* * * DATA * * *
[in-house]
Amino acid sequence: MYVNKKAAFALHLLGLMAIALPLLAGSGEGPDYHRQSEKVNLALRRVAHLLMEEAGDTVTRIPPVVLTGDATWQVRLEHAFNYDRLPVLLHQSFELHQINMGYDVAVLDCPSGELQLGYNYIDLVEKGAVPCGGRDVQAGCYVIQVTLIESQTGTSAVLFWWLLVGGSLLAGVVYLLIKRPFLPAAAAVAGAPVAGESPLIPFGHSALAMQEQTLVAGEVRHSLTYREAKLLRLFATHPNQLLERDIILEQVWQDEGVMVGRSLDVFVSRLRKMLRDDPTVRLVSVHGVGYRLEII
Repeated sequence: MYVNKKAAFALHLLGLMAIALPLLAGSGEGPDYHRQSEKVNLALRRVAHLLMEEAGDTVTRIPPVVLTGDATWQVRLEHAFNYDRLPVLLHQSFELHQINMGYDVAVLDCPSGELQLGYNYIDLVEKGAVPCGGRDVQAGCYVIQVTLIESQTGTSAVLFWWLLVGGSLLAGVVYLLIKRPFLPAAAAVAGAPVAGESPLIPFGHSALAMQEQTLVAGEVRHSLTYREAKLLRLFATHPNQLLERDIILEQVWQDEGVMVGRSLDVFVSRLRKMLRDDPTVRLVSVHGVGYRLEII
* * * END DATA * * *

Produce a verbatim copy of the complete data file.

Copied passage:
[in-house]
Amino acid sequence: MYVNKKAAFALHLLGLMAIALPLLAGSGEGPDYHRQSEKVNLALRRVAHLLMEEAGDTVTRIPPVVLTGDATWQVRLEHAFNYDRLPVLLHQSFELHQINMGYDVAVLDCPSGELQLGYNYIDLVEKGAVPCGGRDVQAGCYVIQVTLIESQTGTSAVLFWWLLVGGSLLAGVVYLLIKRPFLPAAAAVAGAPVAGESPLIPFGHSALAMQEQTLVAGEVRHSLTYREAKLLRLFATHPNQLLERDIILEQVWQDEGVMVGRSLDVFVSRLRKMLRDDPTVRLVSVHGVGYRLEII
Repeated sequence: MYVNKKAAFALHLLGLMAIALPLLAGSGEGPDYHRQSEKVNLALRRVAHLLMEEAGDTVTRIPPVVLTGDATWQVRLEHAFNYDRLPVLLHQSFELHQINMGYDVAVLDCPSGELQLGYNYIDLVEKGAVPCGGRDVQAGCYVIQVTLIESQTGTSAVLFWWLLVGGSLLAGVVYLLIKRPFLPAAAAVAGAPVAGESPLIPFGHSALAMQEQTLVAGEVRHSLTYREAKLLRLFATHPNQLLERDIILEQVWQDEGVMVGRSLDVFVSRLRKMLRDDPTVRLVSVHGVGYRLEII